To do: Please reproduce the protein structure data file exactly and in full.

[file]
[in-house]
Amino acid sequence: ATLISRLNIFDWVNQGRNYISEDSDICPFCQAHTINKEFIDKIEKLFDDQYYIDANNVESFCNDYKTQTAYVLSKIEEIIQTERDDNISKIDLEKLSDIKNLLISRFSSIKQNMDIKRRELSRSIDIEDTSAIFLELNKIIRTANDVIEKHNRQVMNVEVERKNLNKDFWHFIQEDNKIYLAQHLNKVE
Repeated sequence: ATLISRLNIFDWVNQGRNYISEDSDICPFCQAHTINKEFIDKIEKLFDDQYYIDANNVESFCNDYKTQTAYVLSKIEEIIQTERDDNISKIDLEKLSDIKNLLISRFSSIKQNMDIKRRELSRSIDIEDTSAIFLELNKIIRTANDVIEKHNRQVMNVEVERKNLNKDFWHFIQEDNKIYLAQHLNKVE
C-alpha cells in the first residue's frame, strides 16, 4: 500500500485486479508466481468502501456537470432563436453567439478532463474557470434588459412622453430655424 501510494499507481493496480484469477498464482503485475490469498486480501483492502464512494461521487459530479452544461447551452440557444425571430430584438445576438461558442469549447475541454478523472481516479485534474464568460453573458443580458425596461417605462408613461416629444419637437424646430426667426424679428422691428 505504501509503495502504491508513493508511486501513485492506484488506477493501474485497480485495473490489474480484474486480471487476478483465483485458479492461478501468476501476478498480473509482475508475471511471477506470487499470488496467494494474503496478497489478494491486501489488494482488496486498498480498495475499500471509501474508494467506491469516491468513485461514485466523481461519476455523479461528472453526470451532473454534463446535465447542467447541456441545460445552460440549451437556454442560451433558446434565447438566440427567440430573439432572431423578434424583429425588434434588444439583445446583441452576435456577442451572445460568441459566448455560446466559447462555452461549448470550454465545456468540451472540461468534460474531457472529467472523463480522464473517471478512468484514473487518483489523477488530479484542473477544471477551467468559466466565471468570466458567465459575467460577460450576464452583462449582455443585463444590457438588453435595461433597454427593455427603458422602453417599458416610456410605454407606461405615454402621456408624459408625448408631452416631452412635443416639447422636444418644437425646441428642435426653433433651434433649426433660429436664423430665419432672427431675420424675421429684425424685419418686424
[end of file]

[in-house]
Amino acid sequence: ATLISRLNIFDWVNQGRNYISEDSDICPFCQAHTINKEFIDKIEKLFDDQYYIDANNVESFCNDYKTQTAYVLSKIEEIIQTERDDNISKIDLEKLSDIKNLLISRFSSIKQNMDIKRRELSRSIDIEDTSAIFLELNKIIRTANDVIEKHNRQVMNVEVERKNLNKDFWHFIQEDNKIYLAQHLNKVE
Repeated sequence: ATLISRLNIFDWVNQGRNYISEDSDICPFCQAHTINKEFIDKIEKLFDDQYYIDANNVESFCNDYKTQTAYVLSKIEEIIQTERDDNISKIDLEKLSDIKNLLISRFSSIKQNMDIKRRELSRSIDIEDTSAIFLELNKIIRTANDVIEKHNRQVMNVEVERKNLNKDFWHFIQEDNKIYLAQHLNKVE
C-alpha cells in the first residue's frame, strides 16, 4: 500500500485486479508466481468502501456537470432563436453567439478532463474557470434588459412622453430655424 501510494499507481493496480484469477498464482503485475490469498486480501483492502464512494461521487459530479452544461447551452440557444425571430430584438445576438461558442469549447475541454478523472481516479485534474464568460453573458443580458425596461417605462408613461416629444419637437424646430426667426424679428422691428 505504501509503495502504491508513493508511486501513485492506484488506477493501474485497480485495473490489474480484474486480471487476478483465483485458479492461478501468476501476478498480473509482475508475471511471477506470487499470488496467494494474503496478497489478494491486501489488494482488496486498498480498495475499500471509501474508494467506491469516491468513485461514485466523481461519476455523479461528472453526470451532473454534463446535465447542467447541456441545460445552460440549451437556454442560451433558446434565447438566440427567440430573439432572431423578434424583429425588434434588444439583445446583441452576435456577442451572445460568441459566448455560446466559447462555452461549448470550454465545456468540451472540461468534460474531457472529467472523463480522464473517471478512468484514473487518483489523477488530479484542473477544471477551467468559466466565471468570466458567465459575467460577460450576464452583462449582455443585463444590457438588453435595461433597454427593455427603458422602453417599458416610456410605454407606461405615454402621456408624459408625448408631452416631452412635443416639447422636444418644437425646441428642435426653433433651434433649426433660429436664423430665419432672427431675420424675421429684425424685419418686424